Mr Esselaar said that as far as he was aware only Singapore has a levy and it is in a very different and privileged position. Mr Laubscher noted that in Ireland, to attract skills, the government provided labour grants rather than charging a levy. Mr Makupula added that the levy adds to other labour costs and taxes. He said that South Africa is not attracting skills and capital and that the barriers to foreign direct investment in South Africa are very high. These barriers add to the difficulty that South Africa is geographically distant from the countries from which it wants investment.

The Chair thanked BSA for an interesting perspective.

Municipal Electoral Bill
The Chair noted that there were rumblings from traditional leaders who are arguing that they are not adequately recognised. He stated that if it comes to a push, the elections might have to be delayed. Mr Pretorius noted that the Constitution allows for a 90-day extension of the 5-year period of office. He commented that there should have been a 6-month extension as provided in the Interim Constitution.

Mr Waters asked whether the President had not met with traditional leaders. The Chair responded that he had, but the meeting had ended inconclusively.

The Chair noted that a letter had been sent to the NCOP proposing a joint meeting the following week concerning the White Paper and the Bill. He added that the NCOP's assistance is required. He informed the members that the meeting would take place on Wednesday 24 May, from 9h30 - 13h30 in V454.

He noted that Mr Y Carrim, the Chair of the Portfolio Committee on Local and Provincial Government, had been invited to brief the Committee on the Local Government Municipal Systems Bill and the Structures Bill. He would brief the Committee at 10h30 on Tuesday 23 May. The IEC would brief the Committee from 11h30 on the same day.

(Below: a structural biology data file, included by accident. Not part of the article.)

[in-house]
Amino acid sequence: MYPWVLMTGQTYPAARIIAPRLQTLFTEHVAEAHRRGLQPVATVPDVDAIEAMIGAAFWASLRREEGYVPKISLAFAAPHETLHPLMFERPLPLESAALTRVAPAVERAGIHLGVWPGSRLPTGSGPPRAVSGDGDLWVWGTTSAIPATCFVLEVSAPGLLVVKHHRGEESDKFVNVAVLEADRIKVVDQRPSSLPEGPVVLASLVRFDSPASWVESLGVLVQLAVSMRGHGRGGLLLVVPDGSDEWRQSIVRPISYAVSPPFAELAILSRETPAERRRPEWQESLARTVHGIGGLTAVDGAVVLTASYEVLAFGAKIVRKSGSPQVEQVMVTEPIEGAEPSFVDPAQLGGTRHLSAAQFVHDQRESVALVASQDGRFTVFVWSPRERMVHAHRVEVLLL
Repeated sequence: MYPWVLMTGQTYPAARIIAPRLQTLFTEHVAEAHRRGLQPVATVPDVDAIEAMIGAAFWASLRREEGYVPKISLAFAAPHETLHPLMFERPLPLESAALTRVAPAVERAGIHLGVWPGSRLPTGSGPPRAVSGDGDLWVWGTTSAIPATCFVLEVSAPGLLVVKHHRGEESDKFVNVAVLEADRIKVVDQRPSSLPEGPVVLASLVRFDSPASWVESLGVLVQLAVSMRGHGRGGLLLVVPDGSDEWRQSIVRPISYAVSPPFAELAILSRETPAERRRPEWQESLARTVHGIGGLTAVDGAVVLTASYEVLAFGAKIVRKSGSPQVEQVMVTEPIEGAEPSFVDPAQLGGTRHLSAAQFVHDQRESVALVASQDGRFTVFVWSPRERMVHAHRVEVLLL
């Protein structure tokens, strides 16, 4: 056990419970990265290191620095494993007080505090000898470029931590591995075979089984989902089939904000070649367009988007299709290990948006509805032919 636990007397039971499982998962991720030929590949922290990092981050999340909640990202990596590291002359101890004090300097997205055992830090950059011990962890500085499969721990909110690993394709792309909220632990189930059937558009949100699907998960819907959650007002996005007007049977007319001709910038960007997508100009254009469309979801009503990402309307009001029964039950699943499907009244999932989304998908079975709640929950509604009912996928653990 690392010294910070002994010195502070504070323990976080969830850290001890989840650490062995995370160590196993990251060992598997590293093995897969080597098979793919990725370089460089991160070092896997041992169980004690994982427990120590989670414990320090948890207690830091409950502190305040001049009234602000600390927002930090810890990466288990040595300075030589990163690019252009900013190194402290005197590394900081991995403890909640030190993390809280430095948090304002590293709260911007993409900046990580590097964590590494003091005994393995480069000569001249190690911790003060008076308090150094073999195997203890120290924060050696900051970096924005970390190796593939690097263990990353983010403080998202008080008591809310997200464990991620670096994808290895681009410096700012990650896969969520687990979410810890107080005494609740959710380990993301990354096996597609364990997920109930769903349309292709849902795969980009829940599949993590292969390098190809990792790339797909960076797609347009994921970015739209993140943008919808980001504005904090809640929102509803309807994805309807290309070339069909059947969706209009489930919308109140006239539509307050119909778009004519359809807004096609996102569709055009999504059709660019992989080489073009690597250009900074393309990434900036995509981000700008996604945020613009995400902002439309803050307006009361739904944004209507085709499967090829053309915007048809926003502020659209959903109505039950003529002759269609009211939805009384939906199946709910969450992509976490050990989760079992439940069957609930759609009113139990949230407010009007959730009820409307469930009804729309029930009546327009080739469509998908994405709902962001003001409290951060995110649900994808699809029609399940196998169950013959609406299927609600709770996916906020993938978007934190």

Mr Groblaar addressed the problem with traditional leader. He noted that the problem was confined to one province and asked whether there was not provision in the legislation for the elections to be delayed in one province alone. Mr Skhosana said that there are traditional leaders from other provinces involved.

Mr Pretorius said that the problem with traditional leaders lay in the Structures Bill. The problems have arisen because of how the borders have been devised. He said that the borders were set using computers and not after a physical assessment. The members discussed examples of problems that have occurred because of the system of demarcation and the fact that it is driven by population numbers.

The Chair noted that only three chapter of the Electoral Bill had been discussed. He said that the remaining chapters had to be discussed before the IEC briefing on 23 May. It was agreed that the Committee would meet on Monday 22 May at 17h00, probably in M46. The question of public comment on the Bill was discussed and the Chair said he would investigate whether there will be time to conduct public hearings - they may have to happen during constituency week.